The federal government’s “Closing the Gap in the Northern Territory” monitoring report, released quietly in October, provides damning evidence of the failure of the NT Intervention.
It compares statistics pre and post Intervention. As Jon Altman, Director of the Centre for Aboriginal Economic Policy Research at the ANU summarised, “things have actually gotten worse.”
“Child health care referrals are down, reported child malnutrition is up despite the 85 licensed stores, the 15,000 BasicsCards and the $200 million income managed.”
School attendance rates have slightly dropped (to 62 per cent) since 2007.
Alcohol related offences are up 34 per cent and substance abuse incidents increased by 77 per cent. Domestic violence incidents and breaches of domestic violence orders have also increased.
Another government report, on Intervention consultations (see opposite page), confirmed that alcohol controls had led to, “dangerous drinking outside town boundaries, increased road accidents and personal injury due to unsafe drinking practices and deterioration in relations between community and the police.”
From November 1-2, at least 162 residents and visitors in the Alice Springs town camps were taken into custody for alcohol possession and related offences.
ABS data also released in November showed that the Indigenous imprisonment rate for women in the NT had jumped by a massive 49 per cent since 2006, and by 20 per cent for men.
Compulsory 5-year leases over Aboriginal land were supposed to, “cut through red tape and get housing and infrastructure built quickly.”  But so far there is not a single new house for Aboriginal people anywhere in the NT.
The NT government announced last month that repairs and refurbishments under the SIHIP Intervention housing program would be slashed by two thirds. $60 million of the $672 million dollar program has already been squandered on administration costs.
The Weekend Australian also reported in November that more than $2 billion granted to the NT government for Indigenous services over the past five years had been redirected, or left unspent.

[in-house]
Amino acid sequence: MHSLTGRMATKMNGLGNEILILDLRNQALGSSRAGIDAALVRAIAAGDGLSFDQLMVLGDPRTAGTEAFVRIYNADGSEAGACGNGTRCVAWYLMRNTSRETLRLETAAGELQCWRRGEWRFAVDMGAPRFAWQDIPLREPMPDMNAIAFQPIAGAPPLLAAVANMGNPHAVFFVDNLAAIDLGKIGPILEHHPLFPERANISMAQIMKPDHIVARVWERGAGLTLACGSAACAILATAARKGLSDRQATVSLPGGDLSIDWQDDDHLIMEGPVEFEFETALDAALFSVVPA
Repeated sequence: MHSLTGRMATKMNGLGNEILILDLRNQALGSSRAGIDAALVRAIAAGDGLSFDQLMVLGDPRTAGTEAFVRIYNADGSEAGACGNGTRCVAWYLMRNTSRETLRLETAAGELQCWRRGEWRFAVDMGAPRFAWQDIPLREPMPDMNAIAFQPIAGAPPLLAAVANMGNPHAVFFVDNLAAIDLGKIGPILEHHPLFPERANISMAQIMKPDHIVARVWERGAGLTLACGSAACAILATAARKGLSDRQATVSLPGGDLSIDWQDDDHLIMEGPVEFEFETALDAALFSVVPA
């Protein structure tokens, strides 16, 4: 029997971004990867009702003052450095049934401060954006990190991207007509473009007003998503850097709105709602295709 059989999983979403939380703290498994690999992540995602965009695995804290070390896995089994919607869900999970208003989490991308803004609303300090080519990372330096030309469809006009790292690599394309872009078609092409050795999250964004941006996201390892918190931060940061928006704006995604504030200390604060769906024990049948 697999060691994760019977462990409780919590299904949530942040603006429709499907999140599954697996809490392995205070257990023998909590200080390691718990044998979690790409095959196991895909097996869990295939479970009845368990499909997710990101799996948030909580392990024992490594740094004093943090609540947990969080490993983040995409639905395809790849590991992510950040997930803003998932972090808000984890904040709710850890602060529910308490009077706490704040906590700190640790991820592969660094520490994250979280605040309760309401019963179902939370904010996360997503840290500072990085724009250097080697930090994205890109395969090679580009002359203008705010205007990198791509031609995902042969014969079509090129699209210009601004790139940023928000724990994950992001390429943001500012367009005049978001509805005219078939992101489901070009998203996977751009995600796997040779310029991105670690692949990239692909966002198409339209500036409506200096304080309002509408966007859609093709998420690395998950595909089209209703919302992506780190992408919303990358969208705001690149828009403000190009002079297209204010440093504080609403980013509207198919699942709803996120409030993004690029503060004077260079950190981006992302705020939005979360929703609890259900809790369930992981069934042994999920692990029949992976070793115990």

No new houses will be built until communities sign 40-year leases over their land. And despite chronic overcrowding everywhere, only 20 out of several hundred remote communities will receive any new housing.
Some communities coerced into signing long-term leases have been left in desperate need. The Julalikari Council in Tennant Creek says it needs 280 new houses to relieve overcrowding for town camp residents.
But after signing a 40-year lease in August 2007, residents were told none of the 20 new houses promised would be delivered.

Pushing forward with failure
Amnesty International Secretary General Irene Kahn, on a visit to prescribed communities in Central Australia declared, “such a level of poverty is inexcusable, unexpected and unacceptable.” But Macklin is determined to drive failure through to the bitter end.
$340 million will be put towards rolling the failed Income Management system out across the NT. But under the government’s new policy of concentrating funds into 20 “hub towns”, there are no increases in funding for basic services in remote communities.
The Intervention is in tatters. What is sorely missing is a co-ordinated response from supporters of Aboriginal rights. Turning around the shocking statistics across Australia—from Aboriginal health, housing, education to deaths in custody—requires political confrontation with the assimilationist agenda of the Intervention. We need to re-establish the rights agenda and the politics of self-determination.
Aboriginal community organisations need to be directly funded and empowered. We need employment programs to engage the thousands of workers made jobless under CDEP.
Aboriginal people continue to resist. Ampilatwatja, 300 kms north-east of Alice Springs, is one community the government wishes would rot. But local people have refused to accept this future. But in July, elders led a walk-out of the community and established a protest camp. They are refusing to return until the Intervention stops.
To highlight the government’s hypocrisy, campaign groups around the country have chosen February 13, 2010, two years since Rudd’s Apology, for a National Day of Action. The protests have been backed by broad range of groups including Reconciliation NSW, the CFMEU, the NSW Aboriginal Land Council and Liberty Victoria.

By Lauren Mellor

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